Alex: With still no live stream in sight, the upbeat mood in the room is slowly dwindling, but we’re being kept entertained by Nikeel, who is currently discussing a far-fetched theory that Christoph Waltz is in fact a Natural Sciences student at Van Mildert – if any Mildertians/Natural Scientists know the double-Oscar winner and could enlighten us, we’d be very grateful! We’re at that stage of the show when the Academy rewards all those films that no-one has heard of: Best Live Action Short is awarded to Curfew, and Best Documentary Short goes to Inocente. However, the hotly-contested Best Documentary Oscar is awarded to Searching for Sugar Man, which was realistically regarded as the favourite – and we’ve even heard of it!
Alex: PRAISE THE GODS, WE HAVE A FEED!!!
Ruth: Praise the gods? Praise the Mike, who has toiled endlessly to find a live stream, and has finally succeeded, possibly at the risk of multiple viruses to his computer, but it’s all for the greater good!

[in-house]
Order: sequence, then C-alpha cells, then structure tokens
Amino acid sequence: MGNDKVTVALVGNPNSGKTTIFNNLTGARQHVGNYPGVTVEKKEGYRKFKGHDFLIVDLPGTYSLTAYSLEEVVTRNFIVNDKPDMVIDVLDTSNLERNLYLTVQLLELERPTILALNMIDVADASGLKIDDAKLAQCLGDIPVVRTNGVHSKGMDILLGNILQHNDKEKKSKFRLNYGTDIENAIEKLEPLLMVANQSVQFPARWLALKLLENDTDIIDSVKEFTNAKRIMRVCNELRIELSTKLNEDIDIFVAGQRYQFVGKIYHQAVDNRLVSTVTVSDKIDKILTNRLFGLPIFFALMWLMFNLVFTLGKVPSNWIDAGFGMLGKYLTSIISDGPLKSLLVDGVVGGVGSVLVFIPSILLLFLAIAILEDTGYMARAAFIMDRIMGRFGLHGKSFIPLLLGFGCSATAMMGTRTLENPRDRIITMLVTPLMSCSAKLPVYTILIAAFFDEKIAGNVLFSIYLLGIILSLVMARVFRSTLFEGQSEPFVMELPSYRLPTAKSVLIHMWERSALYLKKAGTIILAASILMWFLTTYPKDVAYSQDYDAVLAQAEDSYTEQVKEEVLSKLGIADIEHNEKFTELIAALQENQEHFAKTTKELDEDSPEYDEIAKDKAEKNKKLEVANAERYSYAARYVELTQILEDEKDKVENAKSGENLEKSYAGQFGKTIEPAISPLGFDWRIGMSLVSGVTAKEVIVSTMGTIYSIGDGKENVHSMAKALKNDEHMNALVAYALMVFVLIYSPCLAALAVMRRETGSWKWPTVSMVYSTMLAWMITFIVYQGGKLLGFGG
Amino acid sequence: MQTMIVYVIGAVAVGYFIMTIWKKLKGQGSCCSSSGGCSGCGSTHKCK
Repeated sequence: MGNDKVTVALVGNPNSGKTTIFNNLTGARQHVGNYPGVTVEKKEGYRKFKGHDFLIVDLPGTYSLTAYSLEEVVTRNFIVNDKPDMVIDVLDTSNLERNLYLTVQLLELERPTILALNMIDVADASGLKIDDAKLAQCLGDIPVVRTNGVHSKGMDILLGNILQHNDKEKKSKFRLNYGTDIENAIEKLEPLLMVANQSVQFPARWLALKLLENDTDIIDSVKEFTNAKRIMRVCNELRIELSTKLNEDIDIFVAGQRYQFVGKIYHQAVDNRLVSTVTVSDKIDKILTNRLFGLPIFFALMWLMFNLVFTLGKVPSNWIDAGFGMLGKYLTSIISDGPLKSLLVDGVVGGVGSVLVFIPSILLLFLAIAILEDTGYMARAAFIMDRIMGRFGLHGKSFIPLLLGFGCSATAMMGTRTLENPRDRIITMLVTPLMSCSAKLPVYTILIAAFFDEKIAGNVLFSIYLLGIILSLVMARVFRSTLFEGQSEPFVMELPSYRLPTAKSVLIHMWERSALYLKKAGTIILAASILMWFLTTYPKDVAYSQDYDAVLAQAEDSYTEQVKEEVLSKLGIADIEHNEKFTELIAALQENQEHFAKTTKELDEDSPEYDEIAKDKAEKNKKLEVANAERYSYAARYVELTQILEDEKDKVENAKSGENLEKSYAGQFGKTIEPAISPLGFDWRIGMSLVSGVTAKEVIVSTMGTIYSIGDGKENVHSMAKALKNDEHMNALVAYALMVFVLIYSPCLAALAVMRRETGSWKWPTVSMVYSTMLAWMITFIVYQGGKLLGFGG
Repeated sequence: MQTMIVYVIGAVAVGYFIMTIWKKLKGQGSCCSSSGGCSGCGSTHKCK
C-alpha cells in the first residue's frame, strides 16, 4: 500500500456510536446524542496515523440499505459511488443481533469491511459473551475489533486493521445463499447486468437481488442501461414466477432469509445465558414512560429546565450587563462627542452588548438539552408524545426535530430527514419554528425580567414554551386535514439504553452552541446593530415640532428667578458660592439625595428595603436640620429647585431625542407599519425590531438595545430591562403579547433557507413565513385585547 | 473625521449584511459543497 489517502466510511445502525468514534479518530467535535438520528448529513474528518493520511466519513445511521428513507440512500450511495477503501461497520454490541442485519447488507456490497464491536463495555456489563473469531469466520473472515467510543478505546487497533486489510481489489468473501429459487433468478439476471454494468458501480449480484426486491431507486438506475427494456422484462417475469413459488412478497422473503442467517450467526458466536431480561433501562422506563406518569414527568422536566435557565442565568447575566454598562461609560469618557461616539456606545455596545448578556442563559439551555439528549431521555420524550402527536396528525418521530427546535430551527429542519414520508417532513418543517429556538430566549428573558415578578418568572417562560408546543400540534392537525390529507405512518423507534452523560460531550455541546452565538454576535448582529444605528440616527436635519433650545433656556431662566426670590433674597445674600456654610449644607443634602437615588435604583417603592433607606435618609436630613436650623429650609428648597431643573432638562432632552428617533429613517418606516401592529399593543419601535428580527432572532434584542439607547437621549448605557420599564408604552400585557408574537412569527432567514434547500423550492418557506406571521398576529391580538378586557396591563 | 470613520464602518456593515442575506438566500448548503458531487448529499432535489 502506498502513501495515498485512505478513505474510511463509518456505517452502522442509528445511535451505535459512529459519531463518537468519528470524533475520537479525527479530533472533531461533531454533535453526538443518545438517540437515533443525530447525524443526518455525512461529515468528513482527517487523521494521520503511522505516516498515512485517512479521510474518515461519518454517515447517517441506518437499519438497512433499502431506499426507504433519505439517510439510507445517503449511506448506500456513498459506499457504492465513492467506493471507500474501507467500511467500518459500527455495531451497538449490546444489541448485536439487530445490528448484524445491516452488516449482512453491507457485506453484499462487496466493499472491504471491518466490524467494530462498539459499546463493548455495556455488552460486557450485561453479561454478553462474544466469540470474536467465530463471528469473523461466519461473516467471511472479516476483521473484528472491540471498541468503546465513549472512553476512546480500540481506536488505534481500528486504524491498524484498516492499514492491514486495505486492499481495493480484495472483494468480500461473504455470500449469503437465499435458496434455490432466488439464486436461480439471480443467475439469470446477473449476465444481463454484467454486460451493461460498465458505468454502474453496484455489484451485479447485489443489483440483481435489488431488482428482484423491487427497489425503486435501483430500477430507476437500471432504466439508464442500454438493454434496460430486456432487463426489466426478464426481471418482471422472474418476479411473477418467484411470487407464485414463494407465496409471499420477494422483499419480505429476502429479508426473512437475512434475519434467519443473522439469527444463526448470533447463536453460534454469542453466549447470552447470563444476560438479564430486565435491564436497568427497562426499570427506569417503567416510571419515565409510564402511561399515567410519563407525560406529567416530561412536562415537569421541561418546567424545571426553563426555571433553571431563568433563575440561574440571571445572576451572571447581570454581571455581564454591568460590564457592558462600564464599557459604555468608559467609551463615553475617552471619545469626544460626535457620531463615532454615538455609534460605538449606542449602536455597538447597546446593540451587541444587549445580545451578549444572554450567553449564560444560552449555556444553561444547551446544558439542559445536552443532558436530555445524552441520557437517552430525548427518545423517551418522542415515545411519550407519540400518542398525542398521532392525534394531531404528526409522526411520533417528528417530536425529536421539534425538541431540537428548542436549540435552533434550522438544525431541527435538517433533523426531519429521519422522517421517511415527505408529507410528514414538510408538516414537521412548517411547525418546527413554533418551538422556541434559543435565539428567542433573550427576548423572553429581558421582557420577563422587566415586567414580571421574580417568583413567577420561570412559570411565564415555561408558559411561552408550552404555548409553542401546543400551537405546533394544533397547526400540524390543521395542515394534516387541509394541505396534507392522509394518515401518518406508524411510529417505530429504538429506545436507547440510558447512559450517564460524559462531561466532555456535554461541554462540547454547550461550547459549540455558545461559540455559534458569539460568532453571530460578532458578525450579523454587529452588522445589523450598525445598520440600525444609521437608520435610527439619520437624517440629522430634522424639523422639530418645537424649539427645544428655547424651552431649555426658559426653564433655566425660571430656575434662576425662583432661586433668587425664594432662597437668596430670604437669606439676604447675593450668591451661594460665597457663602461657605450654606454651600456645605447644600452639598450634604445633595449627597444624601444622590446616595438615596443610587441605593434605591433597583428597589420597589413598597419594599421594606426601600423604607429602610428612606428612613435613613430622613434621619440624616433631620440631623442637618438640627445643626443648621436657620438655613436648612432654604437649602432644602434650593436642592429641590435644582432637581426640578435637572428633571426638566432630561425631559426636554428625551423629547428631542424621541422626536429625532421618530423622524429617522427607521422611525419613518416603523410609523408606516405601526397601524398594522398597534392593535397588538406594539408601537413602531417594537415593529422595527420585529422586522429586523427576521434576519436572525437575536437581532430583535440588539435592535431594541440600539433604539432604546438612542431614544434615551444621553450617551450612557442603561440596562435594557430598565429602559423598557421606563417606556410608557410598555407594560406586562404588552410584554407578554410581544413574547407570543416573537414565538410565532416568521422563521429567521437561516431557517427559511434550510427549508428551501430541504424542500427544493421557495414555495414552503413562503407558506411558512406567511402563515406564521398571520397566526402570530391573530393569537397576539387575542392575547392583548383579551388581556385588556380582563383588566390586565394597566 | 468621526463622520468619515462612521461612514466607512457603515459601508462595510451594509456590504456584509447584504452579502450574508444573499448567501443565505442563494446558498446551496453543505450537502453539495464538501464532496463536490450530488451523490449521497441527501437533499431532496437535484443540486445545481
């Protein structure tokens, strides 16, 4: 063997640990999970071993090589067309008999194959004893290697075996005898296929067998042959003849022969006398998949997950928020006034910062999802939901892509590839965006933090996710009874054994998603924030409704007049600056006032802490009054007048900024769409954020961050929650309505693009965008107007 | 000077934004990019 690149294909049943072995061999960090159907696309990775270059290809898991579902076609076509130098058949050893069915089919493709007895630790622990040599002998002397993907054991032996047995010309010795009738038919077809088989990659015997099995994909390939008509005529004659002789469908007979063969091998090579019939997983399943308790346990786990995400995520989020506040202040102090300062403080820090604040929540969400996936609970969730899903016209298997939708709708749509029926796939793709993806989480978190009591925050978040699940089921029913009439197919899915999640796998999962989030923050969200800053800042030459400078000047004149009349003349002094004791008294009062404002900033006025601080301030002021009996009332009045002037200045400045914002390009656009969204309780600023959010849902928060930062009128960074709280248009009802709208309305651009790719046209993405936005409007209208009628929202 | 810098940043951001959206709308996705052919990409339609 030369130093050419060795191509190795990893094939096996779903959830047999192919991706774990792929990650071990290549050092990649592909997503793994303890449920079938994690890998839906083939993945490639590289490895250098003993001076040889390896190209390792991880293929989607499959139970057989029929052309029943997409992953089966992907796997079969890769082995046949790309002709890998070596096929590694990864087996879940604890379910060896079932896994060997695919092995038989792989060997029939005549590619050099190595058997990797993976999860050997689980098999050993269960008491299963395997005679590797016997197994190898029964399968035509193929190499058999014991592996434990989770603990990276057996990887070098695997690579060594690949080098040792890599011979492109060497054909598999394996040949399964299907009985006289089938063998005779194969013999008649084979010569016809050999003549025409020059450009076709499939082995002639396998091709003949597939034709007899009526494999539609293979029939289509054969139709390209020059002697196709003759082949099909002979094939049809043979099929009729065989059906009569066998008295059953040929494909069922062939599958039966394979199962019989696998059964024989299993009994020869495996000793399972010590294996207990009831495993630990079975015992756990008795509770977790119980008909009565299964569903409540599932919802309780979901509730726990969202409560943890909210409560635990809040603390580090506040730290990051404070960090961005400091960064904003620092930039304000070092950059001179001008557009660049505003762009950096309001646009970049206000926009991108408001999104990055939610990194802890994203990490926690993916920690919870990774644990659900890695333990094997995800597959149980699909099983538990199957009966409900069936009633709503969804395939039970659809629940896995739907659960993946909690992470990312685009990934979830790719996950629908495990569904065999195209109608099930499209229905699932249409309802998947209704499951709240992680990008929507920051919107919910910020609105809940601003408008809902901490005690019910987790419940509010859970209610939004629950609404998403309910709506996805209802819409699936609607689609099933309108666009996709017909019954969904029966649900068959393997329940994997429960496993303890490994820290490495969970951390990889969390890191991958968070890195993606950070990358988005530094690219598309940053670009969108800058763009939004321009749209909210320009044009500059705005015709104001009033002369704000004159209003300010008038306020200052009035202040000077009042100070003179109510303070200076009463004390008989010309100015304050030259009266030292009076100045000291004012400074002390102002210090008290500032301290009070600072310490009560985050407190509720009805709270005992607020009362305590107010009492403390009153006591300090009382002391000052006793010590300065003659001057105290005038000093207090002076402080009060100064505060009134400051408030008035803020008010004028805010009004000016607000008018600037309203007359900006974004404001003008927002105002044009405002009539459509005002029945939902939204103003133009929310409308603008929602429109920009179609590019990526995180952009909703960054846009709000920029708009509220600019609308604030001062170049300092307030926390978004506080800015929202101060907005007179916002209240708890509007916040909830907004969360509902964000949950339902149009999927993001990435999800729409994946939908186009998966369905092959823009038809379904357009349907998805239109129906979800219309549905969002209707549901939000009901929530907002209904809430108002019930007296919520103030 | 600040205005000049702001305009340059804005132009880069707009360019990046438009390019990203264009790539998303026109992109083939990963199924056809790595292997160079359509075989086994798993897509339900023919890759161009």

Thom: Unfortunately there are adverts blocking the screen, but all this means is that we can’t see John Travolta, which may not be a bad thing. This quickly segues into a rendition of ‘All That Jazz’ by Catherine Zeta-Jones and Jennifer Hudson, before the cast of Les Miserables perform ‘Suddenly’, which is up for Original Song later in the show.
Alex: Before all that jazz, we just about caught the presentation for Best Foreign Language Film, which, to absolutely no-one’s surprise, went to Michael Haneke for Amour. This might not be the film’s only award for the night, however – look out for it in the Best Director, Best Original Screenplay and Best Actress categories in particular.